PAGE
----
The more information that the study gathers about your life over time, the more valuable it becomes. This is why we so value your unique and continued contribution.

      It is up to you to decide whether or not to take part in each survey. We will send you information before each survey to let you know what it will involve. If you move between surveys, it would be very helpful if you could contact us with your new address.

  • How long will the study continue?
    • We hope that the study will continue throughout your life. Other similar studies, which started in 1946, 1958, 1970 and 2000/1 are still going on today. The next survey will be at age 25 in 2015. After that, the surveys are likely to take place every 3-5 years.

  • What if I no longer want to take part?
    • We really hope that you continue to take part. However, the study is voluntary so if you no longer want to take part in the next survey or in any future surveys, please contact us to let us know.

      If you are not sure whether you’d like to continue to take part or if you have any questions about taking part, please do not hesitate to contact us. We really value the contribution you make to the study and are always happy to talk to you and answer any questions you may have.

      Without you Next Steps is not possible. If you decide not to take part, we can’t replace you with anyone else. Your unique contribution is incredibly valuable.

      To find out more about how your involvement helps make a difference to society visit the ‘What we’ve learned‘ page.

  • Can I rejoin the study if I missed a previous survey?
    • Yes! We’d like everyone to take part each time we visit. But it’s up to you to decide whether or not to take part each time. If you miss a survey, you can still remain in the study and do the next survey.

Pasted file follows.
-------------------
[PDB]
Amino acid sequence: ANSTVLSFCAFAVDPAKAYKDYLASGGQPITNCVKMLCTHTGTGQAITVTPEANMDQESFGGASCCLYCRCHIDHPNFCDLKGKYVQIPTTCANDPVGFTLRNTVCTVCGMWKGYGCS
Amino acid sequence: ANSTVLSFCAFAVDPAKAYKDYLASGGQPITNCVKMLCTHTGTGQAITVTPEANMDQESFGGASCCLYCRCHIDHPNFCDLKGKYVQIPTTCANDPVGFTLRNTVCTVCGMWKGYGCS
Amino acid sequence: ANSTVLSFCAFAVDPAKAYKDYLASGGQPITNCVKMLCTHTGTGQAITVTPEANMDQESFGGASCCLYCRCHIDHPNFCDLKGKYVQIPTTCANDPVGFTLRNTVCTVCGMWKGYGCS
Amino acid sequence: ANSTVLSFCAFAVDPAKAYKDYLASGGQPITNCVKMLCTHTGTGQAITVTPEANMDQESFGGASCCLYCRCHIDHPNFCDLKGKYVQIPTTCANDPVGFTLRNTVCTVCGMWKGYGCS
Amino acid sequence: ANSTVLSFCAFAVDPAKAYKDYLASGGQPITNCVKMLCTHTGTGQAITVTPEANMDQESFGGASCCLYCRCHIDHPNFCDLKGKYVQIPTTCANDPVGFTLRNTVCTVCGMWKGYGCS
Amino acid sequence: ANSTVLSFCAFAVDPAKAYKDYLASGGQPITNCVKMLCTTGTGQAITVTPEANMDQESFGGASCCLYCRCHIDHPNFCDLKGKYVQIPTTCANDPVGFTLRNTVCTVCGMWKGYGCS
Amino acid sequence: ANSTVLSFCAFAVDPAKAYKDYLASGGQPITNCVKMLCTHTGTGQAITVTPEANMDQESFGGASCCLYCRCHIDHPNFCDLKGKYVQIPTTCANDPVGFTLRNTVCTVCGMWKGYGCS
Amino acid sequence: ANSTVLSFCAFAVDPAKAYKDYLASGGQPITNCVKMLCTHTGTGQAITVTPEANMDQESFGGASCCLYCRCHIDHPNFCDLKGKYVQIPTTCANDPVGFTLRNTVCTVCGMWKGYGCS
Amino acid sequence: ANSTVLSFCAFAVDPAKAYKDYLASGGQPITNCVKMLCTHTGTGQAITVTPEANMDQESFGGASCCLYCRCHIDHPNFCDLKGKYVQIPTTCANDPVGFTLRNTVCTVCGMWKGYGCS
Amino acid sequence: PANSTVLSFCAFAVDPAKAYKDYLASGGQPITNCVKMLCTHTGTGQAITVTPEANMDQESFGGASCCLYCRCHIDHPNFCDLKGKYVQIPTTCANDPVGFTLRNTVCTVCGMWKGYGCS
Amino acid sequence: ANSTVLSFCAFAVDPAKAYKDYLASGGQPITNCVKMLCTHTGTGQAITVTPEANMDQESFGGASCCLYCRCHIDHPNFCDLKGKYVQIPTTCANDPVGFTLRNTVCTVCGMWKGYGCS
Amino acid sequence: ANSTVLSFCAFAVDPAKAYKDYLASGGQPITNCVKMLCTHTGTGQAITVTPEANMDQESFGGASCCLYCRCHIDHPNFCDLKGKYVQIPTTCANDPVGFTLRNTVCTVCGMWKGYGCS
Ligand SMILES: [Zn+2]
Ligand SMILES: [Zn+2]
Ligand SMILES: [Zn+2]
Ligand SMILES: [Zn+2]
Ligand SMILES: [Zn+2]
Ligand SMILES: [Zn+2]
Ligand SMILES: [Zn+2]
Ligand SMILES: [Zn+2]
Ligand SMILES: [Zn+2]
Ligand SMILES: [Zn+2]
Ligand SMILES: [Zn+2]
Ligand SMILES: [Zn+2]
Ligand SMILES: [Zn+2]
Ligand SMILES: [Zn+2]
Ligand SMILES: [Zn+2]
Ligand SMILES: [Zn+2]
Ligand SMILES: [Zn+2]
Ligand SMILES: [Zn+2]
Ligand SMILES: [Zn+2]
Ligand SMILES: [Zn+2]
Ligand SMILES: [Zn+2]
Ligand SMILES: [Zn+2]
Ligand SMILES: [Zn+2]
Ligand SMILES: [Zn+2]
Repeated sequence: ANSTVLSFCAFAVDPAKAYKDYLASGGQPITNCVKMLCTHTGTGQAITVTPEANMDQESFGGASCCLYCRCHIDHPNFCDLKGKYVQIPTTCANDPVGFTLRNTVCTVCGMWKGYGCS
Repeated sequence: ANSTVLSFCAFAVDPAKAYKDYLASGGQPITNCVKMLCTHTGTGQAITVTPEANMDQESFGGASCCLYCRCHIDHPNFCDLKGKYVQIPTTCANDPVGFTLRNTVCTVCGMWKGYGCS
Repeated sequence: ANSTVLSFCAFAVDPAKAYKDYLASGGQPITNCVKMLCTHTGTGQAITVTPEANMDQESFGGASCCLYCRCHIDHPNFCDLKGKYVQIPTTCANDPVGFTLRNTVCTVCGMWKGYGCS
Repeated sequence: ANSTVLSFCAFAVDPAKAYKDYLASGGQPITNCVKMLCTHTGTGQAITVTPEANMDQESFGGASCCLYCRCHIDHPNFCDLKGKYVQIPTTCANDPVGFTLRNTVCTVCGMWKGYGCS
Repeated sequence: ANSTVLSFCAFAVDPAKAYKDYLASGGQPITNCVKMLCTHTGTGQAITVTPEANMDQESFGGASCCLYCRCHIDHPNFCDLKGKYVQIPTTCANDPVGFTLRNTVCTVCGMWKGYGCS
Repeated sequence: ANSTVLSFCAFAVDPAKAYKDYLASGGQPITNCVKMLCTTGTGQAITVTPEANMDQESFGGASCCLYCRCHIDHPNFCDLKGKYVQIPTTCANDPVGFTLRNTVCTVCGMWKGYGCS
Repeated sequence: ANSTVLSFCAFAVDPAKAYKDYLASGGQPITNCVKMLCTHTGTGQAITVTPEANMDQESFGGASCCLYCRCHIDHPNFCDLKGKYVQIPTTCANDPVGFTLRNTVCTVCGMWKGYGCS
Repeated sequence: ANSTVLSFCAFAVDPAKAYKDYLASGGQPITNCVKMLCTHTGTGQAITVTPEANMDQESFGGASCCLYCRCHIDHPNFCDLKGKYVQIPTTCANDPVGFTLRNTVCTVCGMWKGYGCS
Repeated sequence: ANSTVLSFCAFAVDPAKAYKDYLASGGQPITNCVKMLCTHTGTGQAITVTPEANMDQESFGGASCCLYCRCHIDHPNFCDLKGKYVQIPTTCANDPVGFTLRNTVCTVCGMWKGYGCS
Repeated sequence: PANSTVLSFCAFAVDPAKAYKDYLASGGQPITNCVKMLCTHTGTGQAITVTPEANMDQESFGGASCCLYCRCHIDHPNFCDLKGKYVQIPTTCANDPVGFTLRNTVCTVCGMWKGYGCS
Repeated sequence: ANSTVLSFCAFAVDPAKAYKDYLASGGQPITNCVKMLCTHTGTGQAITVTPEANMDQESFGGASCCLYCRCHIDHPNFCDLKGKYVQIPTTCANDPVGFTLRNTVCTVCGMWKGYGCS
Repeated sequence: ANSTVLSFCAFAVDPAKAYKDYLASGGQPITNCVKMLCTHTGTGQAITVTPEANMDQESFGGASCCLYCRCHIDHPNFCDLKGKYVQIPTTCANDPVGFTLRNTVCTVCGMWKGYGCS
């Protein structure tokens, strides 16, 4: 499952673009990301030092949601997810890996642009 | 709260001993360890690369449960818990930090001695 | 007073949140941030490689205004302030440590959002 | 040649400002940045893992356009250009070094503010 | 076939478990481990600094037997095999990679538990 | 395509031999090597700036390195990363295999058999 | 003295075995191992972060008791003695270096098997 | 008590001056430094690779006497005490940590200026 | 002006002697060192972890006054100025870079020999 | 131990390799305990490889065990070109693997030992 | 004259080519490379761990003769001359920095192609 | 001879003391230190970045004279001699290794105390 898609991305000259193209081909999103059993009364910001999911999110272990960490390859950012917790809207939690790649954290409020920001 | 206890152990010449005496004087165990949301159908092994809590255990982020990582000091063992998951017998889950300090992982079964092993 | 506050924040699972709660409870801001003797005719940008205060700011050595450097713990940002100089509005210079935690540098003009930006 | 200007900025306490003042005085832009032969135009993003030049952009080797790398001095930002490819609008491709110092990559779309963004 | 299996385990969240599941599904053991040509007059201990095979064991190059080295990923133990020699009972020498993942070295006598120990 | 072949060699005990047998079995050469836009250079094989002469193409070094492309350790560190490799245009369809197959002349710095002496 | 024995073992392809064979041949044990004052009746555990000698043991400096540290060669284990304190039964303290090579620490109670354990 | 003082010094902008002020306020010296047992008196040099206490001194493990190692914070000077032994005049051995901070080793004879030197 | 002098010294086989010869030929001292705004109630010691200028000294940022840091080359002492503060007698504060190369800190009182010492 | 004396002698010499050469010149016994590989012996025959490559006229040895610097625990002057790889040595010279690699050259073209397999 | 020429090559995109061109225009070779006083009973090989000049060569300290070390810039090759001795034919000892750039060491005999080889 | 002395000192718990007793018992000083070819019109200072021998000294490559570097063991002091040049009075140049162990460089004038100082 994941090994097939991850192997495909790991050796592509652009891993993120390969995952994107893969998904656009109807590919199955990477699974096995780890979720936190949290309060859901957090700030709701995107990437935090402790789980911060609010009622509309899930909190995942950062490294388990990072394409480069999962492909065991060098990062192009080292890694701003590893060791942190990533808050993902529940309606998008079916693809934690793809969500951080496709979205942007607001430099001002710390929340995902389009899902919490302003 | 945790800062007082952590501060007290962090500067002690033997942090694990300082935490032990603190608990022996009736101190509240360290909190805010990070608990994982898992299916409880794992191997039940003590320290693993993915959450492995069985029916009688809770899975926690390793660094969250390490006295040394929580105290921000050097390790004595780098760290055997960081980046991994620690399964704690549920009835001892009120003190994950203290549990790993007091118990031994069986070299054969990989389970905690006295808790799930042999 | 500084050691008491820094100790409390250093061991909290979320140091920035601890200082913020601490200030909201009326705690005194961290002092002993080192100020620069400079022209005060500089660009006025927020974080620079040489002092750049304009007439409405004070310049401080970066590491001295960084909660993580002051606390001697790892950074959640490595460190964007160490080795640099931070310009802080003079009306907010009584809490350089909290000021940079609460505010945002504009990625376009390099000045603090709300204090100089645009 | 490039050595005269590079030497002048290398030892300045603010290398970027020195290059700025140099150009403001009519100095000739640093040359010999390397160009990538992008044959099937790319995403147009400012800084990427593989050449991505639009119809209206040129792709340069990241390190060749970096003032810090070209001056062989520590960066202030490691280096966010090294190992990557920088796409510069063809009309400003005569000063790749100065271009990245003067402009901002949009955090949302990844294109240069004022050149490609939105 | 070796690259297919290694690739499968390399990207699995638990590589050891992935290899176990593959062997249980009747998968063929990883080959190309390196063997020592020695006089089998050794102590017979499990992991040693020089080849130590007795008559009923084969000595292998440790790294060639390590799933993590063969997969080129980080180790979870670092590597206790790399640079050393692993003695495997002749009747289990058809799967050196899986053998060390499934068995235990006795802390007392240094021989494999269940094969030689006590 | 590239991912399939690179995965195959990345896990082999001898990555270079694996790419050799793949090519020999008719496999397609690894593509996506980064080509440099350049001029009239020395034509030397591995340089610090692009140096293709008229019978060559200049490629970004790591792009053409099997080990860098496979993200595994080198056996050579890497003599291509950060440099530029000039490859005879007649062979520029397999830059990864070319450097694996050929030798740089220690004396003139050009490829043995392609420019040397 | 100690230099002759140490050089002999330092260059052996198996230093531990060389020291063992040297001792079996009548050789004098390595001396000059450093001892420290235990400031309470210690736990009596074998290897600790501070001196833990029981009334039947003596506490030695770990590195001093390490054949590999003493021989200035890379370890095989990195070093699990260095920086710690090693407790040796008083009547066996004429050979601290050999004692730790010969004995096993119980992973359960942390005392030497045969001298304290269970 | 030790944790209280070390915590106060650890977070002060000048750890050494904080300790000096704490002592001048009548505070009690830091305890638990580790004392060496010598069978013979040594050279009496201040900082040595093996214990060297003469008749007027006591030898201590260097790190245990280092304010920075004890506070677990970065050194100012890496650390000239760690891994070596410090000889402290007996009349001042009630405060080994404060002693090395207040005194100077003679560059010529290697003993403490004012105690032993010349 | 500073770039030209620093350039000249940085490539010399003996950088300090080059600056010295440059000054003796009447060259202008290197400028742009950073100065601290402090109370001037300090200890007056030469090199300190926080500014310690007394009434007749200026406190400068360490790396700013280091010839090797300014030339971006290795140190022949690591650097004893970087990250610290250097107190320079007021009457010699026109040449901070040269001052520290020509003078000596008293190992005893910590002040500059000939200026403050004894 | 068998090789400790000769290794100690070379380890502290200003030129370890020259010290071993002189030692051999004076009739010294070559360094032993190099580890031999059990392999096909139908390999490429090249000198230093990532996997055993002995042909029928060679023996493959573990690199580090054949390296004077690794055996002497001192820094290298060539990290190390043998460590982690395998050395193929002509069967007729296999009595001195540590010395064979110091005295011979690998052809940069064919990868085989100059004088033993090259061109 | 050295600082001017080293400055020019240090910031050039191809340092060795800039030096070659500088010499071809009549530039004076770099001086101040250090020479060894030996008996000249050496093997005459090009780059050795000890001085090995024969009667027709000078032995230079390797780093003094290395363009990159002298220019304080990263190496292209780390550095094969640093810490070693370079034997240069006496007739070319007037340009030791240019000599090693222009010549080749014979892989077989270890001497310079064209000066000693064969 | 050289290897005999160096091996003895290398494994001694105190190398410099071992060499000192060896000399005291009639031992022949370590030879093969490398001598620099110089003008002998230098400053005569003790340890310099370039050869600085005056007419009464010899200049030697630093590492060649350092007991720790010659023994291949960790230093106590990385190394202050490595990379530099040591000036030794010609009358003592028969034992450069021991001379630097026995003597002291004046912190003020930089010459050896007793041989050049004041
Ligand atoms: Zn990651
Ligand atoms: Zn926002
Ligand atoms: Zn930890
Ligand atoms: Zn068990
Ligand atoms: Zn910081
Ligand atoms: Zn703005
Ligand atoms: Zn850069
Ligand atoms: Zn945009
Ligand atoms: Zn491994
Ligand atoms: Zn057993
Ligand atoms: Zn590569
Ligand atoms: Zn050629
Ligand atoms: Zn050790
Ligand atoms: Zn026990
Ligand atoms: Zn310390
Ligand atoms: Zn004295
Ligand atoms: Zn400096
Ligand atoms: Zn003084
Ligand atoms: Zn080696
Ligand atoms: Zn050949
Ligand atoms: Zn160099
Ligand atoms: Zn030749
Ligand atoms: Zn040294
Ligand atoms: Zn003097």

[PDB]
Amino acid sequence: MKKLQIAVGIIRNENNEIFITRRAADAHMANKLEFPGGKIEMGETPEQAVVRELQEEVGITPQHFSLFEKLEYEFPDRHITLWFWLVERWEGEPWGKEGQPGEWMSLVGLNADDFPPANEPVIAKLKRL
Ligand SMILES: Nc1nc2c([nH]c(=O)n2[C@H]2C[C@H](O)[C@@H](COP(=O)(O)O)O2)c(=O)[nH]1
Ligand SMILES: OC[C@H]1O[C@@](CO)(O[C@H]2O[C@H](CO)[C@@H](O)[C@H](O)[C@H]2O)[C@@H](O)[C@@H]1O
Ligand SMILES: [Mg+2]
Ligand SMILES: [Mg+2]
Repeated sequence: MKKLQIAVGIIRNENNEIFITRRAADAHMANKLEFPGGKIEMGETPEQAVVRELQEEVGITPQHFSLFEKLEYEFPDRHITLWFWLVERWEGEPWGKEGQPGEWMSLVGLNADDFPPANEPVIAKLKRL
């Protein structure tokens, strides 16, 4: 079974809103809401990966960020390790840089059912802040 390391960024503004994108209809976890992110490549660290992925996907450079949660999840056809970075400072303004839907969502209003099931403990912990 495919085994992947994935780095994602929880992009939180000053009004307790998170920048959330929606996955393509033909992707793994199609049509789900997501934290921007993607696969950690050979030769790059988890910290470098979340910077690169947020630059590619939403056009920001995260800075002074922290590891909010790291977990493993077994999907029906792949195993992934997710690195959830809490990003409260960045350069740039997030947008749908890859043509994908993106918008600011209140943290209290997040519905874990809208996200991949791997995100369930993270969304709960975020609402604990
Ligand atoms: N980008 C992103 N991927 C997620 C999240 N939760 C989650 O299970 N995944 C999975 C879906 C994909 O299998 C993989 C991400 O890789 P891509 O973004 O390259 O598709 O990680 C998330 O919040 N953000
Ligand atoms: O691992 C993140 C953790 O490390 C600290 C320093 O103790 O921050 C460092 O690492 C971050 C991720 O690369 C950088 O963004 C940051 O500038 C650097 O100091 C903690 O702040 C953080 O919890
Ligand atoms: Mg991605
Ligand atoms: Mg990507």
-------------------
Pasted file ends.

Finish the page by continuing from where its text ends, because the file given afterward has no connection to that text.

Even if you haven’t taken part for a while, we would love you to take part in the age 25 survey. There’s a lot we can learn from how your lives have changed since you last took part even if we don’t have all the details of your life in between.

      Each survey is important because we focus on different aspects of your lives each time we get in touch. The more information that the study gathers about your life over time, the more valuable it becomes. This is why we so value your unique and continued contribution.

      If you are not sure about whether to take part or if you have any questions about taking part, please do not hesitate to contact us. We really value your contribution and are always happy to talk to you and answer any questions you have.

  • Should I tell other people I am part of Next Steps?
    • It’s fine to tell family and friends that you are part of the study. We do advise you not to make this detail public though, for example on social media, as this could risk compromising your anonymity.

  • Why did Next Steps move to the Centre for Longitudinal Studies?
    • Next Steps was transferred to the Centre for Longitudinal Studies (CLS) in 2013 from the Department for Education (DfE), who had run the study since it started in 2004. At the same time, the Economic and Social Research Council (ESRC) took over funding of the study.